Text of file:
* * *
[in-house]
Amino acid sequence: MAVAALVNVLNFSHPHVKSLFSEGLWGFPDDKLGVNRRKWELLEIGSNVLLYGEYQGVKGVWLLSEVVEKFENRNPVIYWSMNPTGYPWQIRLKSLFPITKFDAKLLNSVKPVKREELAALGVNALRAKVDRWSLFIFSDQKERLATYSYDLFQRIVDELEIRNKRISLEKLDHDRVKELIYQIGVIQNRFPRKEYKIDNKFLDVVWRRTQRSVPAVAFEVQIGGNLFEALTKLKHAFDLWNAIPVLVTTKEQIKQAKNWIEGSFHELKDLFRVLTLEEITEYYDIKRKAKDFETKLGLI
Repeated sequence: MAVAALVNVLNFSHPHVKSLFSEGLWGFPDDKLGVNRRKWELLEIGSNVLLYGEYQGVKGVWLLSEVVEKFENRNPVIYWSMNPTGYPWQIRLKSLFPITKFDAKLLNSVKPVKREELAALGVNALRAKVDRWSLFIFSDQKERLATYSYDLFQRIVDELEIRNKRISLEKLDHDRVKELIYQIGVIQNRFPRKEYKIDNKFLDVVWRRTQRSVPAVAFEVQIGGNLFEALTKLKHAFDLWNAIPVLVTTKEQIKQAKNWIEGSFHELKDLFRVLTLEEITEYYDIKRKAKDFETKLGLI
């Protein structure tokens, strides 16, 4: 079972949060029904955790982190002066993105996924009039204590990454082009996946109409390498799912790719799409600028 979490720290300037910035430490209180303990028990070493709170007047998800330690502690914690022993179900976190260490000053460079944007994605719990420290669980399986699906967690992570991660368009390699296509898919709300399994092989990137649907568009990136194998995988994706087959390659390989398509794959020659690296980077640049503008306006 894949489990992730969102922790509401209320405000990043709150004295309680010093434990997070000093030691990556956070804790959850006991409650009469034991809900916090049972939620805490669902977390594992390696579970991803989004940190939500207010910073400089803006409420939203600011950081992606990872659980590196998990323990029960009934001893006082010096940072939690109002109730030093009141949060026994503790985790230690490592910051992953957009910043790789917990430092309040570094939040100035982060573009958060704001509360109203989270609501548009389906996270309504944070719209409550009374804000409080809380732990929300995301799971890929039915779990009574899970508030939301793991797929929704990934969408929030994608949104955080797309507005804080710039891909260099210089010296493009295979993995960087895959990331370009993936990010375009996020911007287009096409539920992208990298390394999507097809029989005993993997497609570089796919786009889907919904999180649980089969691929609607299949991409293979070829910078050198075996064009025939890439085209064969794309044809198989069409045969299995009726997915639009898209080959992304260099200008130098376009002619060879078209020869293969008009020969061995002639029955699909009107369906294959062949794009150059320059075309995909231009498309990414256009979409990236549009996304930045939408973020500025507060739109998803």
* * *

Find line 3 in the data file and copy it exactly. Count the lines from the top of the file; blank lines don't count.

Repeated sequence: MAVAALVNVLNFSHPHVKSLFSEGLWGFPDDKLGVNRRKWELLEIGSNVLLYGEYQGVKGVWLLSEVVEKFENRNPVIYWSMNPTGYPWQIRLKSLFPITKFDAKLLNSVKPVKREELAALGVNALRAKVDRWSLFIFSDQKERLATYSYDLFQRIVDELEIRNKRISLEKLDHDRVKELIYQIGVIQNRFPRKEYKIDNKFLDVVWRRTQRSVPAVAFEVQIGGNLFEALTKLKHAFDLWNAIPVLVTTKEQIKQAKNWIEGSFHELKDLFRVLTLEEITEYYDIKRKAKDFETKLGLI